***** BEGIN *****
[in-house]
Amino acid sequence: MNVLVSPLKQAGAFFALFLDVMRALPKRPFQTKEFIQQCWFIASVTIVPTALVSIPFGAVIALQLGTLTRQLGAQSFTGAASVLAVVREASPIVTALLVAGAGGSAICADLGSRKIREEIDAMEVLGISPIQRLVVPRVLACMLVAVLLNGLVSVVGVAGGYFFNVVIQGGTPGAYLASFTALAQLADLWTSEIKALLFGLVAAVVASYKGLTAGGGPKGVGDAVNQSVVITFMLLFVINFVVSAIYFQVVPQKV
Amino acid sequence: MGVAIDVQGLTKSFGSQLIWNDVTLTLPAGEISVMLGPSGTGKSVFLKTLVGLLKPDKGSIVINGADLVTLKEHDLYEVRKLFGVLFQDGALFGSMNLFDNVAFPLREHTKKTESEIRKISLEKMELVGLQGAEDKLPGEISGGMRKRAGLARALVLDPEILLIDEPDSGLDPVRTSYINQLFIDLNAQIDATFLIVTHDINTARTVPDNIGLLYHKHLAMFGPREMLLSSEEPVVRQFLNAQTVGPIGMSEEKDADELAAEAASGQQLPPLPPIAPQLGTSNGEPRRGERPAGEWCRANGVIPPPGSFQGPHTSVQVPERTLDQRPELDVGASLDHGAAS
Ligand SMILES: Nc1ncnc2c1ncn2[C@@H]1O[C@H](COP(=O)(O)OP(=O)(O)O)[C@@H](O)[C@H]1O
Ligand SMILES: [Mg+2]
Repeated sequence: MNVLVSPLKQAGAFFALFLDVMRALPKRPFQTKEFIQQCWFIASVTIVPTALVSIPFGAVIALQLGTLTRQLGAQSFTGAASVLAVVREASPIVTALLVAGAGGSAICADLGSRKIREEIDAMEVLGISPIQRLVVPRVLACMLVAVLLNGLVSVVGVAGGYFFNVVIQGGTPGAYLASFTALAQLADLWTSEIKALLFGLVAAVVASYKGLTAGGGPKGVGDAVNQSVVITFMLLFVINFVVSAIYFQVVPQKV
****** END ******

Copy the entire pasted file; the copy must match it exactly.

[in-house]
Amino acid sequence: MNVLVSPLKQAGAFFALFLDVMRALPKRPFQTKEFIQQCWFIASVTIVPTALVSIPFGAVIALQLGTLTRQLGAQSFTGAASVLAVVREASPIVTALLVAGAGGSAICADLGSRKIREEIDAMEVLGISPIQRLVVPRVLACMLVAVLLNGLVSVVGVAGGYFFNVVIQGGTPGAYLASFTALAQLADLWTSEIKALLFGLVAAVVASYKGLTAGGGPKGVGDAVNQSVVITFMLLFVINFVVSAIYFQVVPQKV
Amino acid sequence: MGVAIDVQGLTKSFGSQLIWNDVTLTLPAGEISVMLGPSGTGKSVFLKTLVGLLKPDKGSIVINGADLVTLKEHDLYEVRKLFGVLFQDGALFGSMNLFDNVAFPLREHTKKTESEIRKISLEKMELVGLQGAEDKLPGEISGGMRKRAGLARALVLDPEILLIDEPDSGLDPVRTSYINQLFIDLNAQIDATFLIVTHDINTARTVPDNIGLLYHKHLAMFGPREMLLSSEEPVVRQFLNAQTVGPIGMSEEKDADELAAEAASGQQLPPLPPIAPQLGTSNGEPRRGERPAGEWCRANGVIPPPGSFQGPHTSVQVPERTLDQRPELDVGASLDHGAAS
Ligand SMILES: Nc1ncnc2c1ncn2[C@@H]1O[C@H](COP(=O)(O)OP(=O)(O)O)[C@@H](O)[C@H]1O
Ligand SMILES: [Mg+2]
Repeated sequence: MNVLVSPLKQAGAFFALFLDVMRALPKRPFQTKEFIQQCWFIASVTIVPTALVSIPFGAVIALQLGTLTRQLGAQSFTGAASVLAVVREASPIVTALLVAGAGGSAICADLGSRKIREEIDAMEVLGISPIQRLVVPRVLACMLVAVLLNGLVSVVGVAGGYFFNVVIQGGTPGAYLASFTALAQLADLWTSEIKALLFGLVAAVVASYKGLTAGGGPKGVGDAVNQSVVITFMLLFVINFVVSAIYFQVVPQKV